There is an interesting term that was perhaps coined by Lenin—‘useful idiots.’ It connoted the intellectuals who were seduced by the mendacious claims of communism and who sympathized with the ideology. Unaware of the real nature and goals of Bolshevism, these credulous grandees bestow considerable respectability on the political philosophy that was responsible for the death of over 100 million people. This is what made them idiotic, while their usefulness lay in promoting the vicious ideology. Evil, be it socialism or militant Islam, has meretricious charms, to which many well-meaning people fall. The latest victim could be CEO & chairperson of RBS India Meera H. Sanyal.
She could be the Aam Aadmi Party’s useful idiot because her own beliefs are poles apart from those of AAP’s. One of the principles that she cherishes, as per her website, is that one should prosper on the basis of one’s “own enterprise and hard work.” This is in consonance with classical liberalism. But it is astonishing that Sanyal chooses to ignore the AAP’s disdain for philosophy of liberty. Its Vision Document reeks of dirigisme, the antithesis of freedom. Further, party ideologue Yogendra Yadav has admitted that the AAP believes in socialism, and its two decisions, on free water and subsidized electricity, leave no doubt about its creed.
In a recent interview to Business Standard, she said,
I believe this [corporate bosses joining politics] is a very positive development. Up to very recently, politics in India was considered a dirty business—and therefore people with ideals, integrity, and competence eschewed it. India needs good leaders and honest and competent administrators—and we have several such talented people in the corporate sector. Their entry into politics is a very healthy and encouraging sign.
Inasmuch as attracting “people with ideals, integrity, and competence” to politics is concerned, AAP leader Arvind Kejriwal deserves full marks. But the question is: what would these people do? She said, “I look forward to contributing to the formulation of AAP’s economic policy and manifesto.”
But this begs the question: contributing to what? It would be good if she is able to engender a paradigm shift in the AAP’s economic philosophy. The danger, however, is that she might end up like Nandan Nilekani: instead of bringing in corporate competence in governance, the former Infosys chief has become a key figure in establishing postmodern feudalism in the country. He has not helped to bring down the size of government—in fact, the paraphernalia under him has augmented the size and scope of government, and it is another drain on the exchequer. Worse, he is trying to perfect the system that would transmogrify a large section of citizens into serfs, perennially looking for succor from the state.
The AAP’s Vision Document, though silent on the specifics, gives enough indications that it would increase rather than decrease state intervention in the economy. “Privatization of this [water supply] is inhumane and unconstitutional.” Yet, Sanyal believes that the party’s “policies are pragmatic and favor enterprise and education, and focus on decentralized local governance and grass roots accountability.”
The AAP’s Vision Document also says, “Water, Forest, land and all natural resources should be under local custody. Natural resources of the country are national wealth. This should be used for the development of the population. It should not be used for private profit of individual companies.” This means bar on private sector participation in mining; in fact, taken to its logical conclusion, it would lead to the nationalization of private companies in the sector. But, in her website, Sanyal says,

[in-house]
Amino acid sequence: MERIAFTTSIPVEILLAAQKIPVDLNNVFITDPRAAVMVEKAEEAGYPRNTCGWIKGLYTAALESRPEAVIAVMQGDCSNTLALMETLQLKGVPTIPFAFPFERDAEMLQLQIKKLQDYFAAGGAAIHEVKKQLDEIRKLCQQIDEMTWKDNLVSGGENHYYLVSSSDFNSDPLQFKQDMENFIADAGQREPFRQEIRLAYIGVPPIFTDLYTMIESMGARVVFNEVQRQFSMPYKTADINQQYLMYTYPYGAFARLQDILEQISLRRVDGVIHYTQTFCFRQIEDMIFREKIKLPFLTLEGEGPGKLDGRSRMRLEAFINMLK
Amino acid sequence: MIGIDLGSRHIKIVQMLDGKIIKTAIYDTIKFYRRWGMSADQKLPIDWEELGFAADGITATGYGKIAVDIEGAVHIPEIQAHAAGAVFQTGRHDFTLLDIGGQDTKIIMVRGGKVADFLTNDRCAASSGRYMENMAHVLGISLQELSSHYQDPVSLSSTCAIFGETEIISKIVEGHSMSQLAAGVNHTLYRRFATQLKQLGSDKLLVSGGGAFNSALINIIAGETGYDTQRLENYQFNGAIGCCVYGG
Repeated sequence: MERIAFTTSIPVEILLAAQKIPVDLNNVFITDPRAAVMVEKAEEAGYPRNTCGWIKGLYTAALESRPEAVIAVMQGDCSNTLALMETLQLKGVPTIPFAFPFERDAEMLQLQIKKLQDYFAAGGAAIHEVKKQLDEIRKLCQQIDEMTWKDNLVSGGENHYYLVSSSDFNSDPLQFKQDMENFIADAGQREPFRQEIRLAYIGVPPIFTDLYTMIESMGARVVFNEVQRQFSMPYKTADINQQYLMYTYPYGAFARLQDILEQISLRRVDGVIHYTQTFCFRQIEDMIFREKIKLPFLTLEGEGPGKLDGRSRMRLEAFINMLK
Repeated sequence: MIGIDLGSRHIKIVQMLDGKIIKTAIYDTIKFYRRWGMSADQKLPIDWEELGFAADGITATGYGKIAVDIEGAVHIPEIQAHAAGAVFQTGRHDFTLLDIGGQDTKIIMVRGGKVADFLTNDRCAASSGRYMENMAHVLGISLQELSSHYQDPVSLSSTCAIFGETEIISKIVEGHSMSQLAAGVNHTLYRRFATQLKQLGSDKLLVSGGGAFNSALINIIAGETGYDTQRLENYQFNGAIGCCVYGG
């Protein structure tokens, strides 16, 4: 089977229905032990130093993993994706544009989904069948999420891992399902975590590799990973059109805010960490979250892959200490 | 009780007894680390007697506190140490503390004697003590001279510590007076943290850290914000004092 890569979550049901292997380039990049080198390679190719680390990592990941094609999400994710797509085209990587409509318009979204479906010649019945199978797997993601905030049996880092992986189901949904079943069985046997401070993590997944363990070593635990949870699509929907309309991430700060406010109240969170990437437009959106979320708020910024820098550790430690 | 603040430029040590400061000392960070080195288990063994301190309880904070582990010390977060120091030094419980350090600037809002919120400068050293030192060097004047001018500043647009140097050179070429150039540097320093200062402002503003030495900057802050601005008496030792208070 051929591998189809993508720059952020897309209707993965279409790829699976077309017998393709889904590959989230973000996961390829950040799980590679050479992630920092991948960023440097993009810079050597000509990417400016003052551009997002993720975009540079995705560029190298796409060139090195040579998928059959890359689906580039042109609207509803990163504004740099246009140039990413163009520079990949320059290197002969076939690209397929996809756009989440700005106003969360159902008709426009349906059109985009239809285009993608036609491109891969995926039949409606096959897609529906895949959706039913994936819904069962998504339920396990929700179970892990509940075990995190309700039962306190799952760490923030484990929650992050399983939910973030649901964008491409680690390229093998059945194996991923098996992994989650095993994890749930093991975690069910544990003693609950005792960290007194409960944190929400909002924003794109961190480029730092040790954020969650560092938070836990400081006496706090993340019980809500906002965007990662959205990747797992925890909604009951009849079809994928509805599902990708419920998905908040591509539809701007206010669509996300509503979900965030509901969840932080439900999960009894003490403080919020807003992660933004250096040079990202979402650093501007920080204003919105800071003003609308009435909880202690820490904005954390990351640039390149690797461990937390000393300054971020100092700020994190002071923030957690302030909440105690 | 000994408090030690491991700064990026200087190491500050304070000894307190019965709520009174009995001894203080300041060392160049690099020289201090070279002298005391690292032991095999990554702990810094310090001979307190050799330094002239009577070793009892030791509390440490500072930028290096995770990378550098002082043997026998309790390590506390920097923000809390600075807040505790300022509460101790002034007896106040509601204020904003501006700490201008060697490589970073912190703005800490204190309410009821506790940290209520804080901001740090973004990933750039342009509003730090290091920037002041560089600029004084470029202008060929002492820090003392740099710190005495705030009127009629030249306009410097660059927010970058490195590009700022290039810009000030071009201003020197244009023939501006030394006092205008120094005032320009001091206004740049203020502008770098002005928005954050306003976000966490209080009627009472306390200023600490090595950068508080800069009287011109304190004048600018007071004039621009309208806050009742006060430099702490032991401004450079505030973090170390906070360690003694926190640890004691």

An economy built on broad personal ownership and the freedom to make contracts, stimulates enterprise and initiative and encourages people to take responsibility. It is the economic model that provides the greatest space for people’s freedom and prosperity.
Like any decent citizen, Sanyal believes in the rule of law. Unfortunately, this is not shared by her party colleagues, including Kejriwal. He, Manish Sisodia, and Prashant Bhushan have campaigned for Binayak Sen, who has been convicted of helping the murderous Naxalites. Further, Kejriwal has been no different from other political parties when it comes to Muslim appeasement. He has questioned the Batla House encounter and sought an inquiry, despite the fact that the Supreme Court, the Delhi High Court, and the National Human Rights Commission did not find anything fake about the shootout. He also sought favor from the notorious cleric who had made a call for Taslima Nasrin’s death.
Such nefarious behavior obviously militates against a principle Sanyal believes in: “In the matter of religion the state should adopt the policy of dharma nirpekshta” or neutrality towards religion.”
In a nutshell, Kejriwal & Co. stand for everything Sanyal is opposed to. I hope against hope she is not indulging in self-deception. If she is, she would become a useful idiot. The only consolation in that case would be that she would be in the company of such personages as George Bernard Shaw, H.G. Wells, and Keynes.
Ravi Shanker Kapoor is a journalist and author. He upholds freedom of expression, individual liberty, free market, and open society. He is an uncompromising opponent of Islamism, communism, and other totalitarian ideologies. He is also a critic of intellectuals, as evident from his third book, How India’s Intellectuals Spread Lies (Vision Books).